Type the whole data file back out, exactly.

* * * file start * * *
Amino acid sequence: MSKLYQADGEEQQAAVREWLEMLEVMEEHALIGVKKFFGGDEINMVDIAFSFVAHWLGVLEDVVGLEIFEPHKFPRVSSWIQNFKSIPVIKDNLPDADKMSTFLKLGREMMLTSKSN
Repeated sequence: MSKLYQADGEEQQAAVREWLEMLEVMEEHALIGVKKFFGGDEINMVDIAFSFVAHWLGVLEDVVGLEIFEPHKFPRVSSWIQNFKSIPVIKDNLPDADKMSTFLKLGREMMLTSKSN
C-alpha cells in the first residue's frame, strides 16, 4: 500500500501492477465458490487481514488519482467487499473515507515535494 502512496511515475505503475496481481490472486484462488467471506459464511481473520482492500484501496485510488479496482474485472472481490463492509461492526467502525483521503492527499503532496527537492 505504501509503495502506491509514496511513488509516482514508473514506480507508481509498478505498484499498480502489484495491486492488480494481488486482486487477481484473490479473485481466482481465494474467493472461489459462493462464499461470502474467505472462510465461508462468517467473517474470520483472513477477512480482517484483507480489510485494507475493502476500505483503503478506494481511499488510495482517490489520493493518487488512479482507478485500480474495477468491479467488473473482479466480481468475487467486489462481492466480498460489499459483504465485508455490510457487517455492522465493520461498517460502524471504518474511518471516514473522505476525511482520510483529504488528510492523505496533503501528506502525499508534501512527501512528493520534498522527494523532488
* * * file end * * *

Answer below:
Amino acid sequence: MSKLYQADGEEQQAAVREWLEMLEVMEEHALIGVKKFFGGDEINMVDIAFSFVAHWLGVLEDVVGLEIFEPHKFPRVSSWIQNFKSIPVIKDNLPDADKMSTFLKLGREMMLTSKSN
Repeated sequence: MSKLYQADGEEQQAAVREWLEMLEVMEEHALIGVKKFFGGDEINMVDIAFSFVAHWLGVLEDVVGLEIFEPHKFPRVSSWIQNFKSIPVIKDNLPDADKMSTFLKLGREMMLTSKSN
C-alpha cells in the first residue's frame, strides 16, 4: 500500500501492477465458490487481514488519482467487499473515507515535494 502512496511515475505503475496481481490472486484462488467471506459464511481473520482492500484501496485510488479496482474485472472481490463492509461492526467502525483521503492527499503532496527537492 505504501509503495502506491509514496511513488509516482514508473514506480507508481509498478505498484499498480502489484495491486492488480494481488486482486487477481484473490479473485481466482481465494474467493472461489459462493462464499461470502474467505472462510465461508462468517467473517474470520483472513477477512480482517484483507480489510485494507475493502476500505483503503478506494481511499488510495482517490489520493493518487488512479482507478485500480474495477468491479467488473473482479466480481468475487467486489462481492466480498460489499459483504465485508455490510457487517455492522465493520461498517460502524471504518474511518471516514473522505476525511482520510483529504488528510492523505496533503501528506502525499508534501512527501512528493520534498522527494523532488